The Bears’ 15-14 loss to the lowly San Francisco 49ers can be pinned on the 2016 decision by general manager Ryan Pace and head coach John Fox to release veteran kicker Robbie Gould (5-of-5 on field goal attempts Sunday, including the game winner) and the defense’s failure to get off the field.
San Francisco’s offense crushed the Bears in time of possession.
As for the quarterbacks, the final statistics were overwhelmingly in Garoppolo’s favor. The native of suburban Arlington Heights, Illinois, passed for 293 yards on 26 completions.
Garoppolo has the potential to be a really successful starting quarterback. Let’s see how much better Garoppolo is next year with an entire offseason in Kyle Shanahan’s offense and better weapons.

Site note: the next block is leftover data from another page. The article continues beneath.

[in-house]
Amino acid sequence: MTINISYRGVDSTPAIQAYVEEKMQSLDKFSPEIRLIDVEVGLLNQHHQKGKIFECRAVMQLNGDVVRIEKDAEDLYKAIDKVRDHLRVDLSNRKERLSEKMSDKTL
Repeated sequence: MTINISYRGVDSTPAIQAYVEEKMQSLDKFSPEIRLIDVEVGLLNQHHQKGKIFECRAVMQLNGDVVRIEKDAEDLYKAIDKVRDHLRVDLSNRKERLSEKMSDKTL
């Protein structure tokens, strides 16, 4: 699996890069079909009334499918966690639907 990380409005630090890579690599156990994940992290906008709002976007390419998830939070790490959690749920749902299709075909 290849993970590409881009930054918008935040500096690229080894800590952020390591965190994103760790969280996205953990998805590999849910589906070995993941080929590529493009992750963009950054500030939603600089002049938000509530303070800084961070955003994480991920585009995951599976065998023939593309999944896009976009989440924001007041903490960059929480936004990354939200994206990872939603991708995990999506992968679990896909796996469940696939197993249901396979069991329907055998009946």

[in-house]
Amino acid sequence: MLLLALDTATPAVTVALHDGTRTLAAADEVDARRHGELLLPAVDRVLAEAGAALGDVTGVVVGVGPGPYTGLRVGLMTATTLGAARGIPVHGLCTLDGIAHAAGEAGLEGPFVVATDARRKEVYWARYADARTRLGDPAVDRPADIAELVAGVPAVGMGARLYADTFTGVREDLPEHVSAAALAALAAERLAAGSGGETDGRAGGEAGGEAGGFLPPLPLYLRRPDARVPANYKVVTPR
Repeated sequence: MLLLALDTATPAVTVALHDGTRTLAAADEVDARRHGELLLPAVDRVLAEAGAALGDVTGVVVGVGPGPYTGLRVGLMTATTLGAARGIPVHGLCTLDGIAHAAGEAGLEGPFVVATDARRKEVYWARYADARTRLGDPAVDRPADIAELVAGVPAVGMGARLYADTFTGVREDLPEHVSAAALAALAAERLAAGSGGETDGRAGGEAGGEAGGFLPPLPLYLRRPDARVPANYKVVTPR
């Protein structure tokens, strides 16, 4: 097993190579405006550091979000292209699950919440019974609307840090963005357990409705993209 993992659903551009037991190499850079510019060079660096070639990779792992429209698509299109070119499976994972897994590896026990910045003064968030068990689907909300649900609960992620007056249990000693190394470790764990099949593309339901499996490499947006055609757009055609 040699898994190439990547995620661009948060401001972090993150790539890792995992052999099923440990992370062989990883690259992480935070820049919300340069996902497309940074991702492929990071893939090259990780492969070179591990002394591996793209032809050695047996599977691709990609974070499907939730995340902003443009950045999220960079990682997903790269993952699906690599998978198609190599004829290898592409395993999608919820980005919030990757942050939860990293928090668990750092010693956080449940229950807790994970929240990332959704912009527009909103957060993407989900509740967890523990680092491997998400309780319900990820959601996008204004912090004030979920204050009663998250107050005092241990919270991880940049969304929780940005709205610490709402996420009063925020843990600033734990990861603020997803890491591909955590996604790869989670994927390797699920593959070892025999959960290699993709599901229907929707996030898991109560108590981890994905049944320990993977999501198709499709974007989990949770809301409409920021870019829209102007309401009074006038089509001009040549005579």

It’ll be interesting to see where these two quarterbacks are when the Bears and 49ers play again in 2018 -- the Bears play the NFC West next year.
Trubisky, who likely will be in a new offense next season, finished the game 12-of-15 for just 102 yards, but there were bright spots.
Trubisky looked comfortable inside the pocket on an 8-yard touchdown strike to Dontrelle Inman. For a young quarterback prone to having happy feet, Trubisky patiently waited for Inman to break open and delivered a perfect ball to the receiver's outside shoulder.
And, of course, Trubisky didn’t turn the ball over.
Add it up -- plus Tarik Cohen’s 61-yard punt return -- and it should’ve been enough for a Bears victory.
But the Bears' inability to evaluate their own talent -- much less talent brought in from the outside -- has been too much to overcome.
Pace and Fox have earned their 12-32 record together, but Sunday’s loss took it to another level.
Gould had years of good football left in his leg when the Bears inexplicably let him go.
And that poor choice just cost the franchise another game.